The 6-foot-7 sophomore’s departure is a major hit to the Huskers, who are coming off a 12-19 year in which Miles’ job security was called into question. It almost assuredly will be again this year as Nebraska hasn’t been able to build on its 2014 NCAA tournament appearance, instead putting together three-straight losing seasons.

Morrow’s decision is surprising not only given he’d been a productive member of the team – averaging 9.4 points and 7.5 rebounds per game – but because he was born in Nebraska before attending high school in Chicago and both his parents were Nebraska student-athletes his father winning a national title on the football team in 1994 and his mother an all-Big Eight performer on the basketball team.

“I want to say thank you to my teammates, coaches, the fans and the University of Nebraska athletics department for giving me the opportunity to play Division I basketball,” Morrow said in a statement. “It is hard to leave home, and Nebraska is my home. I was born and raised here, it is my parents’ alma mater, and I have a lot of friends here. But sometimes you have to venture out to pursue dreams and aspirations in a career. This is a sacrifice I have to make to better myself.”

Morrow’s transfer comes a year after Andrew White surprised Nebraska with his decision to graduate and transfer to Syracuse, which no doubt impacted the Huskers’ poor 2016-17 record.

Miles was on the hot seat at the end of last season and will assuredly begin this season there as well. A roster hit like Morrow won’t do much to help him improve the situation. Nebraska does, however, have three starters returning while Georgetown transfer Isaac Copeland is eligible, as is Miami (Fla.) transfer James Palmer, Jr.

Lonzo Ball says “I’m better than” Markelle Fultz

Photo by Ethan Miller/Getty Images
1 Comment

Usually, it’s LaVar Ball that makes news for what he says.

His eldest son is now getting in on the business of generating headlines with something other than his play.

The UCLA star, who said he’ll enter the draft after just one season with the Bruins, claimed he’s the better prospect than Washington freshman Markelle Fultz, who many have pegged as the No. 1 pick in June’s draft.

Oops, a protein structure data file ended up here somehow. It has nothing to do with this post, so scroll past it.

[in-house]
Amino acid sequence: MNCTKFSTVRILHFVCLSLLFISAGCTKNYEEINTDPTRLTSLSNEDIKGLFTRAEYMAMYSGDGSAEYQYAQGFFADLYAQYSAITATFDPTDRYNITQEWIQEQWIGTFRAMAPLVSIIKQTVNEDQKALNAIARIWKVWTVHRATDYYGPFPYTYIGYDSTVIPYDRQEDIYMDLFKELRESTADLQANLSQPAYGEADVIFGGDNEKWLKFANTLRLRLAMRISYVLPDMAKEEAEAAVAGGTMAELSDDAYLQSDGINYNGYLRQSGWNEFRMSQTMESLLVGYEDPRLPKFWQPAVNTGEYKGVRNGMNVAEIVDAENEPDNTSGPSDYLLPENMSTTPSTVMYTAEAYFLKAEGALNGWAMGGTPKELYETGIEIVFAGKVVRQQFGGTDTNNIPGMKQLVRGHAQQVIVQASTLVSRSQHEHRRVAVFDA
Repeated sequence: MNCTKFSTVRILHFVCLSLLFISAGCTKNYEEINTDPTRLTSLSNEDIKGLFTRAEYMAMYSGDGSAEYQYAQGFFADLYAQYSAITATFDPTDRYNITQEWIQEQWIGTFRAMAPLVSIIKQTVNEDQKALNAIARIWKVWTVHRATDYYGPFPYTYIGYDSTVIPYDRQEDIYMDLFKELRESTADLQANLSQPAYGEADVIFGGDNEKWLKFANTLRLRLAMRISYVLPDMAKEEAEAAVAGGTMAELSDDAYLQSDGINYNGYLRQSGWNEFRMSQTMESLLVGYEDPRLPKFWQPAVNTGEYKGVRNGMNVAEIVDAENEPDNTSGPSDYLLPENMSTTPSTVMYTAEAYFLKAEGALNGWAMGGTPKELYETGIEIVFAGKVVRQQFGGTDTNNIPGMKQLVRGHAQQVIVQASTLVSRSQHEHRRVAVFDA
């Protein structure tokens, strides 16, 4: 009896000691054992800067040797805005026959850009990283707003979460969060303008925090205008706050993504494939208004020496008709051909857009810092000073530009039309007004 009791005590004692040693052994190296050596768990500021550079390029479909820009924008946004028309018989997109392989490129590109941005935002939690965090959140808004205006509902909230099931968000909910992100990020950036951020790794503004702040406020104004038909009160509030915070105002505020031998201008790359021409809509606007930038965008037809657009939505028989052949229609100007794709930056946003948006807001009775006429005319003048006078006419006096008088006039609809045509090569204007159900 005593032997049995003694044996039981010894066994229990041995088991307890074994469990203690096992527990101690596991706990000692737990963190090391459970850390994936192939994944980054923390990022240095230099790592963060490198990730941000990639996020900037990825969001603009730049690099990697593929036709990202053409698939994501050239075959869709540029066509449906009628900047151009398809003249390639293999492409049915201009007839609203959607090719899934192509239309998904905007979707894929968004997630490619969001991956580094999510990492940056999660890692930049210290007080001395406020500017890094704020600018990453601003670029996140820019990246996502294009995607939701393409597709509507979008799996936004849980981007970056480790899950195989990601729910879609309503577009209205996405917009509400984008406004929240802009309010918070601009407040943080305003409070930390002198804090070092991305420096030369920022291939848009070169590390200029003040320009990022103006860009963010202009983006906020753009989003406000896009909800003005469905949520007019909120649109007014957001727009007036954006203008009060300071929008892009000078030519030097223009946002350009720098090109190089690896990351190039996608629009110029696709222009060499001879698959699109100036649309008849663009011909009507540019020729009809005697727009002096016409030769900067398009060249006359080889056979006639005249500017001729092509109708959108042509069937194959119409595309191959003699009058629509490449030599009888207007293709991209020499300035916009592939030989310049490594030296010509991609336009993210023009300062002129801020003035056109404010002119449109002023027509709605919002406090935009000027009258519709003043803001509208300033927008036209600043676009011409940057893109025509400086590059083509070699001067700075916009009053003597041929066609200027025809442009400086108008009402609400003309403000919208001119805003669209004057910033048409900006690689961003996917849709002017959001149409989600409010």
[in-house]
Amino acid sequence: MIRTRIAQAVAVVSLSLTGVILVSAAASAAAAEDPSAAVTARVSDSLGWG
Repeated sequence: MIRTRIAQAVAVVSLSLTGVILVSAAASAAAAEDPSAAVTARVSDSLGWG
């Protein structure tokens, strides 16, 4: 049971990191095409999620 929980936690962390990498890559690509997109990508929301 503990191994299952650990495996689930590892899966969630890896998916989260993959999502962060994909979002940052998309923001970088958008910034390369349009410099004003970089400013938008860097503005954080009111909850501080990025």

“Markelle’s a great player,” Ball said, according to ESPN, “but I feel I’m better than him,” “I think I can lead a team better than him. Obviously he’s a great scorer — he’s a great player, so I’m not taking that away from him.”

Not exactly inflammatory stuff – like saying you could have beaten Michael Jordan, that you want a $1 billion apparel deal or a number of things his father has said – bu Ball is certainly projecting confidence. And there’s absolutely nothing wrong with that. There’s quite a bit of money – and pride – at stake with the draft, and Ball put up a season worthy of comparison to Fultz, who had great numbers but played for an abysmal Washington team. Ball, on the other had, had strong numbers while leading UCLA to the Sweet 16.

Both are going to go at the top of a draft that’s stocked full of promising point guards. Which player goes before the other remains to be seen, but it’s likely public pronouncements aren’t going to affect the draft order.

 

UMass hires McCall away from Chattanooga

AP Photo/Charlie Neibergall
Leave a comment

UMass has found, once more, the man to take over its basketball program.

The Minutemen have reached an agreement with Chattanooga coach Matt McCall, the school announce Wednesday

“The tradition and resources that are in place not only make this one of the best basketball jobs in the Atlantic 10 Conference,” McCall said in a statement released by the school, “but one of the best jobs in the country. We couldn’t be more excited about becoming part of the UMass family and look forward to building upon the rich tradition that has been established here in the past.”

In McCall’s two years at Chattanooga, the Mocs to the NCAA tournament in 2016 and a 19-12 record this year that featured five-straight losses to end the season.

The move will take McCall out of the southeast for the first time in his career as he previously served as at Florida and Florida Atlantic before getting his first head coaching job at Chattanooga.

McCall wasn’t the Minutemen’s first choice to replace Derek Kellogg after three-straight lackluster seasons. Winthrop coach Pat Kelsey had agreed to take the job before a last-minute about-face that saw him return to the Eagles program just before his introductory press conference was scheduled to begin.

“Matt is a rising star in college basketball coaching who has been a key piece of three successful programs in his career,” UMass athletic director Ryan Bamford said in a statement. “He has earned a reputation as a relentless worker, a great teammate and colleague and a confident leader of young men.

“Matt has worked with some of the most respected coaches and administrators in the country, who loudly sing his praises. Coach McCall’s appointment begins an exciting new chapter for our tradition-rich men’s basketball program at UMass.”

Despite being the second choice, McCall’s reputation in the coaching industry makes him a strong hire, having worked under Mike Jarvis and Billy Donovan. He took over at Chattanooga for Will Wade, and brought the Mocs to a 29-6 record and a  12-seed in the NCAA tournament in 2016.

UMass went to just one NCAA tournament under Kellogg (in 2014) during his nine seasons leading the Minutemen.

VIDEO: Frank Martin’s sideline demeanor as a high school coach

Photo by Al Bello/Getty Images
Leave a comment

South Carolina coach Frank Martin has the reputation of being rather, shall we say, intense on the sidelines during games.

The coach has a stare that seemingly could bore a hole through his players when they do something that doesn’t reach his level of expectation. Martin’s demeanor, though, didn’t just come into form once he hit the college ranks.

He was plenty intense on high school sidelines as well.

Martin won three titles while at Miami Senior in the mid-1990s, coaching the likes of future pros Steve Blake and Udonis Haslem. Now having reached his first career Final Four, that sideline persona has put him on the precipice of winning yet another championship, this time at the collegiate level.